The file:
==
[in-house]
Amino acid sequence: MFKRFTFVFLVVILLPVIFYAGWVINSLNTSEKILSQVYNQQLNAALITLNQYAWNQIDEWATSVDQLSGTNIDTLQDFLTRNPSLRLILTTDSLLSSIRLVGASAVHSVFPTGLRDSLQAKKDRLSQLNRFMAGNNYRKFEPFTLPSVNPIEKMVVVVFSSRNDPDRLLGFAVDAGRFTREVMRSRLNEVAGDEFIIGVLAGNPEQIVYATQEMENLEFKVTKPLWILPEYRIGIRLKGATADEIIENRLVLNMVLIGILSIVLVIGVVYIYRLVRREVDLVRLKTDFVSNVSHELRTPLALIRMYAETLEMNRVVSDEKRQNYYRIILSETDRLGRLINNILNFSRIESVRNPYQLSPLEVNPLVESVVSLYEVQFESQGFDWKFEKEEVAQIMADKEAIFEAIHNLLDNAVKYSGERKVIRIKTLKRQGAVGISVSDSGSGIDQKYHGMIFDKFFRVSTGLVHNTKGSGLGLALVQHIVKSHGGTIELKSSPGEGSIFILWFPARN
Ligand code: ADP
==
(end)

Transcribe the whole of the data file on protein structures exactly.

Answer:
[in-house]
Amino acid sequence: MFKRFTFVFLVVILLPVIFYAGWVINSLNTSEKILSQVYNQQLNAALITLNQYAWNQIDEWATSVDQLSGTNIDTLQDFLTRNPSLRLILTTDSLLSSIRLVGASAVHSVFPTGLRDSLQAKKDRLSQLNRFMAGNNYRKFEPFTLPSVNPIEKMVVVVFSSRNDPDRLLGFAVDAGRFTREVMRSRLNEVAGDEFIIGVLAGNPEQIVYATQEMENLEFKVTKPLWILPEYRIGIRLKGATADEIIENRLVLNMVLIGILSIVLVIGVVYIYRLVRREVDLVRLKTDFVSNVSHELRTPLALIRMYAETLEMNRVVSDEKRQNYYRIILSETDRLGRLINNILNFSRIESVRNPYQLSPLEVNPLVESVVSLYEVQFESQGFDWKFEKEEVAQIMADKEAIFEAIHNLLDNAVKYSGERKVIRIKTLKRQGAVGISVSDSGSGIDQKYHGMIFDKFFRVSTGLVHNTKGSGLGLALVQHIVKSHGGTIELKSSPGEGSIFILWFPARN
Ligand code: ADP